Hannah (Charlotte Rampling) has suffered some trouble with her husband (André Wilms) recently, and has immersed herself in acting classes to ease her mental burden. It's typical vocal and physical exercises and routines, all designed to help you present yourself better on the stage or before a camera, but is she hoping to be able to face public life better as well? She probably does not know herself, returning home to spend the evening with her husband on his last night of freedom; the only significant thing that happens is the bulb in the kitchen blows and he changes it for her. Yet the following day, he must go to prison to start his sentence...
And Hannah is finding it difficult to believe he has done anything wrong, indeed, she seems to believe he is innocent and that people will treat her just the same as before for standing by her husband, after all, they have spent most of their adult life together and she should know him better than anyone. The irony being, she did know him, just not well enough, and though the crime is not spelled out in the screenplay, director Andrea Pallaoro's drama is more about the in between moments, the aftermath of a terrible event, than it is about the event itself. What its effects have been, like ripples cast by a pebble thrown into a pond, spreading ever outwards.
Mind you, we can guess what the husband has been convicted of fairly quickly, if you have been paying attention, though this was a film that could easily slip by the viewer leaving them unaware of what the implications were, or even of what started the chain of incident that led to Hannah's ostracization. It's clear from all the signals we get that her life partner is now a convicted paedophile, and the mood is one of contained anger: bloody child molesters, they've ruined everything, creating misery, dragging down the innocents with them into a kind of permanent Hell of suspicion and paranoia. But is Hannah really complicit in the outrage, or is she one of the innocents herself?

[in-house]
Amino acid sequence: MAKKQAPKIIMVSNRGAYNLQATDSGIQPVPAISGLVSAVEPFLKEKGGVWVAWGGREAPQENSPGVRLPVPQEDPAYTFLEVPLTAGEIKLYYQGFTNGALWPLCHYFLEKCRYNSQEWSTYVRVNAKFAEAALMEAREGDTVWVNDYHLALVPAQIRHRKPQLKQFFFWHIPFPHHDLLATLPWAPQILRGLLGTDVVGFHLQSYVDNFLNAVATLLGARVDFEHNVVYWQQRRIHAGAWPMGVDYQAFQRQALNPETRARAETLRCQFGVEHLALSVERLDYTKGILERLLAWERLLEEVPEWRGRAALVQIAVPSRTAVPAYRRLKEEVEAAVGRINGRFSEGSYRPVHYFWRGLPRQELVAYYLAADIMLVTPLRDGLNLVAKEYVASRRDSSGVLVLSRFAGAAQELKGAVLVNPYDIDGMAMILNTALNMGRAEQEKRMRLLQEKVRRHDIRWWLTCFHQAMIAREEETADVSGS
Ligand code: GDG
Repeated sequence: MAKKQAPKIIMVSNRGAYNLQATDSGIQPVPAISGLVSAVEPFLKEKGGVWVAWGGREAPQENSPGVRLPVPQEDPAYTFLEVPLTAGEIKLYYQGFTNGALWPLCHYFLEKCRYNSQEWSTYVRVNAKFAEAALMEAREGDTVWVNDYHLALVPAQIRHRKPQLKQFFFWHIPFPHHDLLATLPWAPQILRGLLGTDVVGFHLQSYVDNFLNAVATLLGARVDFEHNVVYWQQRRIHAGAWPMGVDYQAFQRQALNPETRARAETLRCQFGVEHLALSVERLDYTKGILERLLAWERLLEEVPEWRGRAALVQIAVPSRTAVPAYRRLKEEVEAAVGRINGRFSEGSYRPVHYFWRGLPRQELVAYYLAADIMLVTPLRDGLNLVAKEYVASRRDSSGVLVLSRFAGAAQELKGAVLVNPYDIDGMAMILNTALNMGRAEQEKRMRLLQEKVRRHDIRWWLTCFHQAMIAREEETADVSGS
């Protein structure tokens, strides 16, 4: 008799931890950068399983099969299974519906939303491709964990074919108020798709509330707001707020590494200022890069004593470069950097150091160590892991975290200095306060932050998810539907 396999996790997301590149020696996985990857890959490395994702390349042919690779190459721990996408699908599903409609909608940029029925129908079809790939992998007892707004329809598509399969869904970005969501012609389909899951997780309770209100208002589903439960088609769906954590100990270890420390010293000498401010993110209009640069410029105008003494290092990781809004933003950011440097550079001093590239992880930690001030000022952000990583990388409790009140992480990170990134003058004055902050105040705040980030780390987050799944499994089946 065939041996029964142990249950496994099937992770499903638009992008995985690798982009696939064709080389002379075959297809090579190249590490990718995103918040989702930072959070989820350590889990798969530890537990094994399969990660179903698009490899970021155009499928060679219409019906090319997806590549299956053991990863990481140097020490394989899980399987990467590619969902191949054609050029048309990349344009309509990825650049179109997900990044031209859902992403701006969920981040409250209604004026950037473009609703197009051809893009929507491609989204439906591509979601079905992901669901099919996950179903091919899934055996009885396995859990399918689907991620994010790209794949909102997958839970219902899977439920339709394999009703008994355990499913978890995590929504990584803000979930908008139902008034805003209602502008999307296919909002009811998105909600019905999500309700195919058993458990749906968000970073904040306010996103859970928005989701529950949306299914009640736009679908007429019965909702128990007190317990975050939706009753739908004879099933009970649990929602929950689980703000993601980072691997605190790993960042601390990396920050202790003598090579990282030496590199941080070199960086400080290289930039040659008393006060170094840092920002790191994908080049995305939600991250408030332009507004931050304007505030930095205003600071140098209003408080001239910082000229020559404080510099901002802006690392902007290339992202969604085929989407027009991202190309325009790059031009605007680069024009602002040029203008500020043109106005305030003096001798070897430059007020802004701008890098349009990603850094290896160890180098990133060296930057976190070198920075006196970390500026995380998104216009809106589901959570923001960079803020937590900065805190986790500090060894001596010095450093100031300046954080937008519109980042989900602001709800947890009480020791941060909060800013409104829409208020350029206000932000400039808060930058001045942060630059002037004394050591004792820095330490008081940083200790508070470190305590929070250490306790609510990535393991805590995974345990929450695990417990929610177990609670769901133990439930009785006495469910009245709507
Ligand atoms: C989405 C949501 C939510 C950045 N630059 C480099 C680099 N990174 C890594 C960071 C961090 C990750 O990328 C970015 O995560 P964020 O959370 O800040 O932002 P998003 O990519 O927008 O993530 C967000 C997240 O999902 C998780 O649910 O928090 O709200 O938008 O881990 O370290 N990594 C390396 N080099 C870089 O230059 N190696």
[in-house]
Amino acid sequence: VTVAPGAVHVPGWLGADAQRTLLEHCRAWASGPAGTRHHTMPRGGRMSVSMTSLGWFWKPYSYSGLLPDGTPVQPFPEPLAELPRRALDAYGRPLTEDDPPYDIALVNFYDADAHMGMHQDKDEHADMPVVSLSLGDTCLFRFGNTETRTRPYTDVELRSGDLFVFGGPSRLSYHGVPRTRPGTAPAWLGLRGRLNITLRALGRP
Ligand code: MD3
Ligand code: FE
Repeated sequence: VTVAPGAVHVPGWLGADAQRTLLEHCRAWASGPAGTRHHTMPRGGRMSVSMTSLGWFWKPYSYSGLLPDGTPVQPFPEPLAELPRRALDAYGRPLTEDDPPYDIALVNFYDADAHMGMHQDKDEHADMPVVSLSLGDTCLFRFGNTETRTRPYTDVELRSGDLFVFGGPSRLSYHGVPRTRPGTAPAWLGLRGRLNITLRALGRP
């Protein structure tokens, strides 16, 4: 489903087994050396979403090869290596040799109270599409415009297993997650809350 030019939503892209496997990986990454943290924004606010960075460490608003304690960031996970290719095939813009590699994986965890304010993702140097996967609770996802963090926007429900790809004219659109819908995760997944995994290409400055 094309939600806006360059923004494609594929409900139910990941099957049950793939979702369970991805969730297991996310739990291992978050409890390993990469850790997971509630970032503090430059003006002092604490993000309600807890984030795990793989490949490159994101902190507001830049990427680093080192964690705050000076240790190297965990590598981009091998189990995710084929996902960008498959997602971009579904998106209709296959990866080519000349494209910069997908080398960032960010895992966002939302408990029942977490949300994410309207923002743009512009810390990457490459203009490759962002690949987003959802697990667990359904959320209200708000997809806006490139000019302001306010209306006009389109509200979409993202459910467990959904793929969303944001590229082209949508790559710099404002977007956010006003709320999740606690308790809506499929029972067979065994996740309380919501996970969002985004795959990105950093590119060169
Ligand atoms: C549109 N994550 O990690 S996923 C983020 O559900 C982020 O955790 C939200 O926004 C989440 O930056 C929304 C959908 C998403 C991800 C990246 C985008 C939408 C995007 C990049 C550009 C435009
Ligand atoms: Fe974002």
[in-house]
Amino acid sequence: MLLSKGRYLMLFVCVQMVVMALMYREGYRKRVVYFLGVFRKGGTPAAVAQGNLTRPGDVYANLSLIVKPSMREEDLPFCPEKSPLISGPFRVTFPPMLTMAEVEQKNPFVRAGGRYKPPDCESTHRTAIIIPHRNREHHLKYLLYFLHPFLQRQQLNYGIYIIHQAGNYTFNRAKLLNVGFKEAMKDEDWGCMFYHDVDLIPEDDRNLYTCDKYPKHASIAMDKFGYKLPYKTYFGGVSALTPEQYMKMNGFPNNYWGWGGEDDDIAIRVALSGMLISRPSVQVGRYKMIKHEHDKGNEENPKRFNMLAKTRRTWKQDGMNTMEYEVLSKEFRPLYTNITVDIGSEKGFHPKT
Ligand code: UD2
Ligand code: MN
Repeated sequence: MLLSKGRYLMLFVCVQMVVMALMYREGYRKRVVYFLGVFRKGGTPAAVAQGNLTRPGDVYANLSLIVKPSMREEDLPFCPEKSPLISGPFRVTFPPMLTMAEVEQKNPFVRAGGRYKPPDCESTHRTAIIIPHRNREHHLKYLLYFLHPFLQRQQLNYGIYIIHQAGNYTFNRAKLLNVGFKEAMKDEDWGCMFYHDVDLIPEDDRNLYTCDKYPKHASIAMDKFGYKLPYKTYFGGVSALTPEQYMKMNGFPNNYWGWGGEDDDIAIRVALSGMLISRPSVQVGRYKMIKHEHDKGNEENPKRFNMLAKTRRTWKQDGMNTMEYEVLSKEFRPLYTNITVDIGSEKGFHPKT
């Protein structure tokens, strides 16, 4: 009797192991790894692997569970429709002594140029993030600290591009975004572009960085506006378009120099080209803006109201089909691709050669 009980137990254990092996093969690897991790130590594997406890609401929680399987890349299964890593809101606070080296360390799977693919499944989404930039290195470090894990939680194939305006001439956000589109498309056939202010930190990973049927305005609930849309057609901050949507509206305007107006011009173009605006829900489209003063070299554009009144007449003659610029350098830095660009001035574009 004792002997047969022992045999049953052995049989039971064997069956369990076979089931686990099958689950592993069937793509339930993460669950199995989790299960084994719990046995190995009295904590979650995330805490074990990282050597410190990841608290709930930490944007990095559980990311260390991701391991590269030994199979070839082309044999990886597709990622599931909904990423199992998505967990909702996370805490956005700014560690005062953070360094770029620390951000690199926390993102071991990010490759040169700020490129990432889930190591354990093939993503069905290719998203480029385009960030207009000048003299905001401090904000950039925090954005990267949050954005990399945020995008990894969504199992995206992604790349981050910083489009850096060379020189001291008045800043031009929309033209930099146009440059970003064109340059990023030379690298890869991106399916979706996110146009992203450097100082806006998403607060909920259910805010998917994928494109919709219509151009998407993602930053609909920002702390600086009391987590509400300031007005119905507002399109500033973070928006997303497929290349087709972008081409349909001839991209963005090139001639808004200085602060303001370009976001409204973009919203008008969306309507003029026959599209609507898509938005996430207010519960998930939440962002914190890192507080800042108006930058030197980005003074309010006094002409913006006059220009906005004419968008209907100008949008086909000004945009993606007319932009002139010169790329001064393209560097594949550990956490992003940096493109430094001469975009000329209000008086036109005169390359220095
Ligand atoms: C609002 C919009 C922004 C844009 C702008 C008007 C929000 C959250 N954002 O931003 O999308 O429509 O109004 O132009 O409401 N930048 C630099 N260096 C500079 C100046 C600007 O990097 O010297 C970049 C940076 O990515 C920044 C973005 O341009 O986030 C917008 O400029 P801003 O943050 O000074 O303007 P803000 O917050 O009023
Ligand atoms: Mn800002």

Pallaoro must have cast Rampling for a reason, as she continued to be one of the iciest, yet charismatic performers of her generation, even at this stage in her career a commanding presence and ideal for this role in particular, as she was never one to shy away from the dark side of human nature in her characters, or the work she chose to participate in. Because she has rarely been completely sympathetic, in her art film work, at least, we are unsure of how far we should be sorry for Hannah, as at the barest minimum she has exhibited a denial of her husband's conviction that has shut her off from everyone else, including her own family. The only reason she still has a cleaning job, we surmise, is down to her employer's obliviousness about what has occurred in her life recently.
There's a scene when she is on the Metro and a woman passenger is furious about something, yelling her head off at her partner for betraying her somehow, and it is precisely how Hannah should be reacting to her husband, but she cannot bring herself to that point, she is too reserved, and worse, that would be an admission of how wrong she has been - not only in the past few months, but for decades. She is continually faced with her error of judgement, when she goes to see her grandson for the child's birthday her son tells her in no uncertain terms to get lost forever, and her gym membership is revoked without any warning, as if she were the one who was a danger to children. Although Pallaoro chose to leave the ending more or less open as to what decisions Hannah makes next, the film is so bleakly grim that you worry for her personal safety: at last, you feel something for this cold fish, who if she had been more vigilant could have prevented lives being ruined, including her own. Not a barrel of laughs, maybe not that enjoyable either, but powerful all the same. Music by Michelino Bisceglia.